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Asian Slowdown Sparks Dollar Rally

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Fears of Asian governments putting the brakes on their economies to ward off inflation hit markets today driving equities lower and the dollar higher against the major currencies, especially the euro. Commodities also suffered a tough trading day falling sharply.

The greenback was stronger today as traders preferred the dollar versus the other major currencies while selling equities at the same time. The Dow Jones Industrial Average fell the most in a month as the index briefly traded below the 11000 level. The Dow finished the day lower by 1.65%.

The cause of the drop in equities is due to fears of the Chinese government taking moves to slow the growth rate in the world's hottest economy and to stem rising inflation. South Korea also raised its benchmark interest rate 25 basis points.

The Federal Reserve has come under heavy scrutiny from both the private sector and those in the US government for the Fed's quantitative easing program. This leads some economists to predict a scale back of the Fed's quantitative easing program. However, today US PPI for the previous month rose by 0.4% on expectations of a rise of 0.9%. This underscores just how close the US economy is from a state of deflation.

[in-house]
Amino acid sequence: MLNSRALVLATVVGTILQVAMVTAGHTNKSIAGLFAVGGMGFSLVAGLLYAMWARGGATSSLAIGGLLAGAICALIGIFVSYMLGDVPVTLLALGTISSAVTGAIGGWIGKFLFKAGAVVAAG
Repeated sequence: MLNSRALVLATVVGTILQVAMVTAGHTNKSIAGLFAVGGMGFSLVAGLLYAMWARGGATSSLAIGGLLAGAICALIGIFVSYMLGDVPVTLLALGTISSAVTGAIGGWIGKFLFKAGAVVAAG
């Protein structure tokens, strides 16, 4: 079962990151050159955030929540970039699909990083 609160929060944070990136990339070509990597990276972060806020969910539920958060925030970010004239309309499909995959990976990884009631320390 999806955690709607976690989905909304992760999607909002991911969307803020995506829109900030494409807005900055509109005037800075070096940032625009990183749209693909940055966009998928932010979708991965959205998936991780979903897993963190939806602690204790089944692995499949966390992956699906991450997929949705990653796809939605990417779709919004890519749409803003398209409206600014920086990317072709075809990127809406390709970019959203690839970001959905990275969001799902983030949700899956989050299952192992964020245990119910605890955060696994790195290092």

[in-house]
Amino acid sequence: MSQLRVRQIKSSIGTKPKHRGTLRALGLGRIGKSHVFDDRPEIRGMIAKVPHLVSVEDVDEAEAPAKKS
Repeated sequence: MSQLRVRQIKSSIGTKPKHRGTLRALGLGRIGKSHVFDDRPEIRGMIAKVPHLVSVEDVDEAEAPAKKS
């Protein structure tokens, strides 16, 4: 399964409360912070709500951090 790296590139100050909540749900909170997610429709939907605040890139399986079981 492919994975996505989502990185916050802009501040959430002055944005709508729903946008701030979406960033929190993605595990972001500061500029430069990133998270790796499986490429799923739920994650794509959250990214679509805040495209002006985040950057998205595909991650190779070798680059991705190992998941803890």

Following the Chinese slowdown fears and criticism of the Fed, the dollar put in a strong trading day against the majors today. The EUR/USD broke below the psychological 1.3500 level and traded as low as 1.3460, a level that coincides with the 50% Fibonacci retracement level from the September low to the November high.

The GBP/USD traded as low as 1.5840 where the pair found support from a short term trend line that extends higher from the mid-September and October lows.

The USD/CHF is pressing the 0.9970 level, the height from the previous bullish correction in October.

Gold and spot crude oil are also down sharply with spot gold falling to $1,330 and spot crude oil lower at $82.60. Spot crude oil found support at a previous channel line running down from the October highs.

The views and opinions expressed herein are the views and opinions of the author and do not necessarily reflect those of Nasdaq, Inc.


The views and opinions expressed herein are the views and opinions of the author and do not necessarily reflect those of Nasdaq, Inc.

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